The travails of Jefferson County, Alabama are well known. Ordered by a federal court to upgrade its sewer system in the late 1990's, the project was marred by corruption, cost overruns and financing with complex derivatives that ultimately saddled the County with over $3 billion in debt. In addition, an occupational tax that provided the primary source of its unrestricted general fund revenues was invalidated, and the County faces both huge refund claims and operating revenue shortfalls. There is no dispute that Jefferson County is deeply insolvent, and there was little surprise when the County filed a petition under Chapter 9 of the Bankruptcy Code in early November in the Northern District of Alabama, commencing the largest municipal bankruptcy case in history.
For all of its problems, however, the County may not be eligible for Chapter 9 protection. The County's bankruptcy petition has been challenged and a colorable issue exists as to whether the County can satisfy the strict requirements which must be met in order for a municipality to use Chapter 9 to seek adjust its debts. Among other things, those requirements, set forth in Section 109(c) of the Bankruptcy Code, state that a municipal entity seeking to be a debtor under Chapter 9 must demonstrate that it "is specifically authorized . . . by State law . . . to be a debtor under such chapter." In Jefferson County's case, the question is whether the nature of its debt obligations fall within the parameters of the Alabama authorization statute, Alabama Code Section 11-81-3. As strange as it sounds, Jefferson County's staggering debt may not be the right kind of debt to enable it to utilize Chapter 9 of the Bankruptcy Code.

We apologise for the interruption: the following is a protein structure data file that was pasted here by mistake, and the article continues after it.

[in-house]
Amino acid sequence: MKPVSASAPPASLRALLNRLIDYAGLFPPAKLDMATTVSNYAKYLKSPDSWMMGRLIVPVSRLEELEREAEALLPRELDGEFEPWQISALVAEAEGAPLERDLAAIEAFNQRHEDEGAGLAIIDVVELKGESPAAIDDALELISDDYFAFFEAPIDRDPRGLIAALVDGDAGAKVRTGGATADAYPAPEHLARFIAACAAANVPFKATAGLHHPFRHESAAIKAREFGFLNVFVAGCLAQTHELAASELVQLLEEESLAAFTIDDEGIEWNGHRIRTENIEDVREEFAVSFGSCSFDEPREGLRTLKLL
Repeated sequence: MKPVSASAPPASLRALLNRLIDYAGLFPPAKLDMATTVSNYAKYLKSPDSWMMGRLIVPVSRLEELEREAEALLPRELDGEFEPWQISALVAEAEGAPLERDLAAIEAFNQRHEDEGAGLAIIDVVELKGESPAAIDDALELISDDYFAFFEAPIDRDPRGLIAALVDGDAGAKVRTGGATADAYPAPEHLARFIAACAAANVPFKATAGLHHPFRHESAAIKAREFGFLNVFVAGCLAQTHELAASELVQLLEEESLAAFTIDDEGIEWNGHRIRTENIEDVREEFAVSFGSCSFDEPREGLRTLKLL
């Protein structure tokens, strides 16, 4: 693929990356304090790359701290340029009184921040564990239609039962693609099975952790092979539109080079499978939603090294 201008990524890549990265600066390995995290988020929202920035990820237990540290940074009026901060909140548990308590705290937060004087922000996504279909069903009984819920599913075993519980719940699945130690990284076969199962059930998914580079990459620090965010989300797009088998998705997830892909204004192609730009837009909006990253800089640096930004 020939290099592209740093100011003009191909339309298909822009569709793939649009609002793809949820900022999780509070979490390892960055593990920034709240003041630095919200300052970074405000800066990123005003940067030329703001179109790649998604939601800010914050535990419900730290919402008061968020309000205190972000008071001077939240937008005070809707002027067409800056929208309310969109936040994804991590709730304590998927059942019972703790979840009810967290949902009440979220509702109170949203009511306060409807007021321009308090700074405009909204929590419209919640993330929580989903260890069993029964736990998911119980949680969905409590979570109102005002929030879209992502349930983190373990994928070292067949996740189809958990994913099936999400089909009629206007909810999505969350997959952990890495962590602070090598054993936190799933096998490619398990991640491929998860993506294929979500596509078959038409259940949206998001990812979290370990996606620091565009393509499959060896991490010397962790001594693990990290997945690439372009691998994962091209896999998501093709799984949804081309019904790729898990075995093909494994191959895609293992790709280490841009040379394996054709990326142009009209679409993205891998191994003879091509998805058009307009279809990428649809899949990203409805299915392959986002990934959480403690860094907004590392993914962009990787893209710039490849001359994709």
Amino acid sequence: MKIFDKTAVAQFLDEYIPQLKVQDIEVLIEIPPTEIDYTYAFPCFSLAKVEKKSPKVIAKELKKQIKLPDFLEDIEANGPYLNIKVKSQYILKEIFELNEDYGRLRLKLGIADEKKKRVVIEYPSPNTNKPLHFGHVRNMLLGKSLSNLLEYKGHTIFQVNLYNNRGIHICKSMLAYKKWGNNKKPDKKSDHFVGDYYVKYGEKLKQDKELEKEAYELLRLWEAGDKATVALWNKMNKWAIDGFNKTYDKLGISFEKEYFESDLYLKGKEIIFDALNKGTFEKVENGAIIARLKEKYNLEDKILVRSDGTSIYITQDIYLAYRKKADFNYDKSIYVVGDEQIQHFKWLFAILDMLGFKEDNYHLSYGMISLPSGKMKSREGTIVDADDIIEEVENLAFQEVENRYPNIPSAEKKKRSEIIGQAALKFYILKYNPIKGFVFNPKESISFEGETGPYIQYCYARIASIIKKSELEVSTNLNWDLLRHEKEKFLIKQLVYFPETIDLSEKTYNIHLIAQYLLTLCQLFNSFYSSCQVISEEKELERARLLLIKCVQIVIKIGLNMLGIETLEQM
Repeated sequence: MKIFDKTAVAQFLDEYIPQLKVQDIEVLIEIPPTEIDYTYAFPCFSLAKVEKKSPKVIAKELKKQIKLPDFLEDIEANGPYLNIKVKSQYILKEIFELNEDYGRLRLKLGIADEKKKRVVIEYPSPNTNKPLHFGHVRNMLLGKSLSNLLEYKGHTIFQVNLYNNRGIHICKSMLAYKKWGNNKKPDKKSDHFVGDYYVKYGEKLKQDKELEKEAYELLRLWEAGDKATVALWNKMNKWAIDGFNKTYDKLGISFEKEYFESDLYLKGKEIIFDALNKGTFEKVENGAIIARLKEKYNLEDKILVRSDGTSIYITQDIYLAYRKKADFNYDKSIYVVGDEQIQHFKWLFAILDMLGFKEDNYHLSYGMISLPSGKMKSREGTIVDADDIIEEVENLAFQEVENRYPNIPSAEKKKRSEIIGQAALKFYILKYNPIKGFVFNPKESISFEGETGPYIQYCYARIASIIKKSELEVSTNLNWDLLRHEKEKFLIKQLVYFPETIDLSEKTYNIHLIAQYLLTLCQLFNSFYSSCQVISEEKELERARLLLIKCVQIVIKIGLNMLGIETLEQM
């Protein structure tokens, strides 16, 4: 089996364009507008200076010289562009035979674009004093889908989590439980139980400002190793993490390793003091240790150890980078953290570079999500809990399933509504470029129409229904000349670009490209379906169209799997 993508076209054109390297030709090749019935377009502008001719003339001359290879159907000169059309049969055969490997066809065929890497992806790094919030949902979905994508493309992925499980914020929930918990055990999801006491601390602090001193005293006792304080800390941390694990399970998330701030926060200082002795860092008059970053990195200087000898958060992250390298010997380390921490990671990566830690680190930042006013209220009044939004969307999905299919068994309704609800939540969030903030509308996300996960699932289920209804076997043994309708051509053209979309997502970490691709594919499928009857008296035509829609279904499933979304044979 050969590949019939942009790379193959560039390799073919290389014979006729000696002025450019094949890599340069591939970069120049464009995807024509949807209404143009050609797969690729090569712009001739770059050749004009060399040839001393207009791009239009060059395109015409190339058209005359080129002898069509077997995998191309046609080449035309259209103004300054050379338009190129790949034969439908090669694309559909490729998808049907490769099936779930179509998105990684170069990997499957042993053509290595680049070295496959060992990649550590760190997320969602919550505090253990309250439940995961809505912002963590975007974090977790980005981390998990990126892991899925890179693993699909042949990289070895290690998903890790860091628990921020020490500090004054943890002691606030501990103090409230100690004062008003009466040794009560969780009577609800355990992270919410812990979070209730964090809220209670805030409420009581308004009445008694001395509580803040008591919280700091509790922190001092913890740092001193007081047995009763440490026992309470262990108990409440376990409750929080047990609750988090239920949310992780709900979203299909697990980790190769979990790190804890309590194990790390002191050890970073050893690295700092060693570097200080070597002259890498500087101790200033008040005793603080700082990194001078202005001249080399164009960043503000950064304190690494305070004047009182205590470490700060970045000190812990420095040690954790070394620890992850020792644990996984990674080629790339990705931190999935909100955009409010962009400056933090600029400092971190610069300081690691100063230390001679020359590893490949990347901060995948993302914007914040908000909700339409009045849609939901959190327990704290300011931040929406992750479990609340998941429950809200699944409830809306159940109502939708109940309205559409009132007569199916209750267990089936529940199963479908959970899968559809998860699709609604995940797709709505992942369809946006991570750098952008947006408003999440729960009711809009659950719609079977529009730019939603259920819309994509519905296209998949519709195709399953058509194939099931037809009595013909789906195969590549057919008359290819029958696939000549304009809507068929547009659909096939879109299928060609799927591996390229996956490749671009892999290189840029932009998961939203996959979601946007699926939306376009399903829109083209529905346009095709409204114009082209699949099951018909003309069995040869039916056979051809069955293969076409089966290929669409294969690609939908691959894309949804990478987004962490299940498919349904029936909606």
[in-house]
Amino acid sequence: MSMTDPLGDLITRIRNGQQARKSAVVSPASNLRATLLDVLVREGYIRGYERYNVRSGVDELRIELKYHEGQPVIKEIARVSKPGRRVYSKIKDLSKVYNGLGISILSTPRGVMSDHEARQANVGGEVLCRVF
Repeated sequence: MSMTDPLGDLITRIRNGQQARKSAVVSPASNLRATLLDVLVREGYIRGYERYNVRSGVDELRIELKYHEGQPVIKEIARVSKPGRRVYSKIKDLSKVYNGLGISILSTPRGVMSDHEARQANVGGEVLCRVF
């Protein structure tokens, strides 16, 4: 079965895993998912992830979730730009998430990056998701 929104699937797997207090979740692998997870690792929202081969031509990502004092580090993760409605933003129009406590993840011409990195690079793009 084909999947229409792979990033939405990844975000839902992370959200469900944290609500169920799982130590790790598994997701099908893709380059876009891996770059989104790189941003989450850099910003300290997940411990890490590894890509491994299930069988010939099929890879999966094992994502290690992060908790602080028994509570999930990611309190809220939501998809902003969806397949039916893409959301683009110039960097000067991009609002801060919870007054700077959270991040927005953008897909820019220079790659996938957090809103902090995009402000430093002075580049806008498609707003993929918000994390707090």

Read this article in its entirety at Kelley Drye & Warren LLP's Bankruptcy Law Insights blog.
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